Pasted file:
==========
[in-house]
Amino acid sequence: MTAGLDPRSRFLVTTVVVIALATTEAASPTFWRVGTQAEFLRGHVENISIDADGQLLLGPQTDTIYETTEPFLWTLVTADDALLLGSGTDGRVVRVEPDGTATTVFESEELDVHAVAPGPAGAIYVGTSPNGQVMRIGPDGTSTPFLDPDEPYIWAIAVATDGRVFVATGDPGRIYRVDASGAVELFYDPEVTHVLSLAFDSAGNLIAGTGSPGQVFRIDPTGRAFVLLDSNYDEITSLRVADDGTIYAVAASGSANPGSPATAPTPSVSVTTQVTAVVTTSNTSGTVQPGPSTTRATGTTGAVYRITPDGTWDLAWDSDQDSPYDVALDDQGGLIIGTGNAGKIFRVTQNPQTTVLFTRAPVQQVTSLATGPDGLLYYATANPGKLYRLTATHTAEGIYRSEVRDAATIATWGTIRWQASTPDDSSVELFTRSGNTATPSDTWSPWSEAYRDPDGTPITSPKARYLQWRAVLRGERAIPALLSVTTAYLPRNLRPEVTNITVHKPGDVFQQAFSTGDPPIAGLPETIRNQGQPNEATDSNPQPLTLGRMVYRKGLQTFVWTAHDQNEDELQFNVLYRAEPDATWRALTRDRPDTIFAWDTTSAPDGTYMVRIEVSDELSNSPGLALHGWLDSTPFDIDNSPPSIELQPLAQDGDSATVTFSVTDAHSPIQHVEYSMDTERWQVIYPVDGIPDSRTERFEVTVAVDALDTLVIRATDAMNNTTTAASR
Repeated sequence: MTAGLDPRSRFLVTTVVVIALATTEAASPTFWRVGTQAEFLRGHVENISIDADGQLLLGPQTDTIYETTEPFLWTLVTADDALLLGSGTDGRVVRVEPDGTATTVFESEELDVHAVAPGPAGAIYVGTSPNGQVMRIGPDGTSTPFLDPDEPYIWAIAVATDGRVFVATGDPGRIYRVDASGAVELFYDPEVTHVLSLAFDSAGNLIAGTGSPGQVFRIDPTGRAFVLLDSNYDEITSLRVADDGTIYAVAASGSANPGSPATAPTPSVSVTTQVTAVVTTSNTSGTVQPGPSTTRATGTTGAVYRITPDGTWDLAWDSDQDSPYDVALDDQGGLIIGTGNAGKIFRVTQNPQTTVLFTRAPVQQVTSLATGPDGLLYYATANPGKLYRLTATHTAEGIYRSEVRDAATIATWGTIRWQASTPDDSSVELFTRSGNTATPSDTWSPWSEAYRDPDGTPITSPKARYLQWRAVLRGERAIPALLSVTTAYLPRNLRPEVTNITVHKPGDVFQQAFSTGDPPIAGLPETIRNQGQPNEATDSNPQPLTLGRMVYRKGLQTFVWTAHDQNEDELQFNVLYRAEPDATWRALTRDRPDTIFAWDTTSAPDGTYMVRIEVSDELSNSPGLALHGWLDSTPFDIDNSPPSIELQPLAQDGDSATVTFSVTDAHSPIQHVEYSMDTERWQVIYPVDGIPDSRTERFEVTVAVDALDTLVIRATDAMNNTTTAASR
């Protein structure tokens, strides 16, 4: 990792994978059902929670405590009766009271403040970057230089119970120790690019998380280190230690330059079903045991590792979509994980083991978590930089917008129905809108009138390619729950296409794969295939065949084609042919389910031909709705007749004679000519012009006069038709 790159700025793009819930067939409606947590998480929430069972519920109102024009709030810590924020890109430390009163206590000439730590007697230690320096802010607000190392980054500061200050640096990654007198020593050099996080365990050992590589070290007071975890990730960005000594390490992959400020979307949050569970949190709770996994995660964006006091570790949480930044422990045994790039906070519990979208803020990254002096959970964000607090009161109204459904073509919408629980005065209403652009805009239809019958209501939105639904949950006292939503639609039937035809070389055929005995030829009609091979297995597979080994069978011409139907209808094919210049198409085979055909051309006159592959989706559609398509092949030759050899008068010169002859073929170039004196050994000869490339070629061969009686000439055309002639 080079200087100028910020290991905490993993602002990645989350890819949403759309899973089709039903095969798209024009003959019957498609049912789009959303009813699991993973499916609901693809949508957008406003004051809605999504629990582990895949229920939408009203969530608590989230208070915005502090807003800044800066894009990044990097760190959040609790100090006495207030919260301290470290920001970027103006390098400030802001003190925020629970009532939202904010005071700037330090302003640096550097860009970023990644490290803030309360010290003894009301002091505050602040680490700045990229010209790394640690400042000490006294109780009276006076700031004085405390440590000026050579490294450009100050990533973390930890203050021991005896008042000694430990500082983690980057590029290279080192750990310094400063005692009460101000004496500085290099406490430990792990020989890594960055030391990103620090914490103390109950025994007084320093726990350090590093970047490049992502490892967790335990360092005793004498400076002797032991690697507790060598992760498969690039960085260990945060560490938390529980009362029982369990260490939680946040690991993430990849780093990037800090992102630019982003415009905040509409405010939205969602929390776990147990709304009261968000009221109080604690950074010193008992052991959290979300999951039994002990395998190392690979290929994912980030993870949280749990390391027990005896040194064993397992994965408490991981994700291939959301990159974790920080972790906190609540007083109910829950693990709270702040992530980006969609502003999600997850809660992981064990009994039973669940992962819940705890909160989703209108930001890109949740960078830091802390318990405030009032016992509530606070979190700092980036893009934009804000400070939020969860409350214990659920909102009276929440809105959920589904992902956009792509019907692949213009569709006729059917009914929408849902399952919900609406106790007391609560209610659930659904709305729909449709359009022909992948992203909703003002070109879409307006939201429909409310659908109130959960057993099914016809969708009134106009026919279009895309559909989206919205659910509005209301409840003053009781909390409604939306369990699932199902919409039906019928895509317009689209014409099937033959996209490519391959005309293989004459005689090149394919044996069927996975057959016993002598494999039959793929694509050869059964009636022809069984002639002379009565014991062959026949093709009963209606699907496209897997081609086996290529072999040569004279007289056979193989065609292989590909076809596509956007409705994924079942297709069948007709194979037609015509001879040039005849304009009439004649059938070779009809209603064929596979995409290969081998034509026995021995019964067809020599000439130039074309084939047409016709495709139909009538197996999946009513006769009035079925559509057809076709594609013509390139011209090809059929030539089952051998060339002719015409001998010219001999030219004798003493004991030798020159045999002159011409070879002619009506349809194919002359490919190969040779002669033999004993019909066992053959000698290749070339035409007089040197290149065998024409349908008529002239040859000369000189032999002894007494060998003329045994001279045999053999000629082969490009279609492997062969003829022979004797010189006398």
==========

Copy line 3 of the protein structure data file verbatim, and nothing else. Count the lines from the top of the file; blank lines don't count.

Repeated sequence: MTAGLDPRSRFLVTTVVVIALATTEAASPTFWRVGTQAEFLRGHVENISIDADGQLLLGPQTDTIYETTEPFLWTLVTADDALLLGSGTDGRVVRVEPDGTATTVFESEELDVHAVAPGPAGAIYVGTSPNGQVMRIGPDGTSTPFLDPDEPYIWAIAVATDGRVFVATGDPGRIYRVDASGAVELFYDPEVTHVLSLAFDSAGNLIAGTGSPGQVFRIDPTGRAFVLLDSNYDEITSLRVADDGTIYAVAASGSANPGSPATAPTPSVSVTTQVTAVVTTSNTSGTVQPGPSTTRATGTTGAVYRITPDGTWDLAWDSDQDSPYDVALDDQGGLIIGTGNAGKIFRVTQNPQTTVLFTRAPVQQVTSLATGPDGLLYYATANPGKLYRLTATHTAEGIYRSEVRDAATIATWGTIRWQASTPDDSSVELFTRSGNTATPSDTWSPWSEAYRDPDGTPITSPKARYLQWRAVLRGERAIPALLSVTTAYLPRNLRPEVTNITVHKPGDVFQQAFSTGDPPIAGLPETIRNQGQPNEATDSNPQPLTLGRMVYRKGLQTFVWTAHDQNEDELQFNVLYRAEPDATWRALTRDRPDTIFAWDTTSAPDGTYMVRIEVSDELSNSPGLALHGWLDSTPFDIDNSPPSIELQPLAQDGDSATVTFSVTDAHSPIQHVEYSMDTERWQVIYPVDGIPDSRTERFEVTVAVDALDTLVIRATDAMNNTTTAASR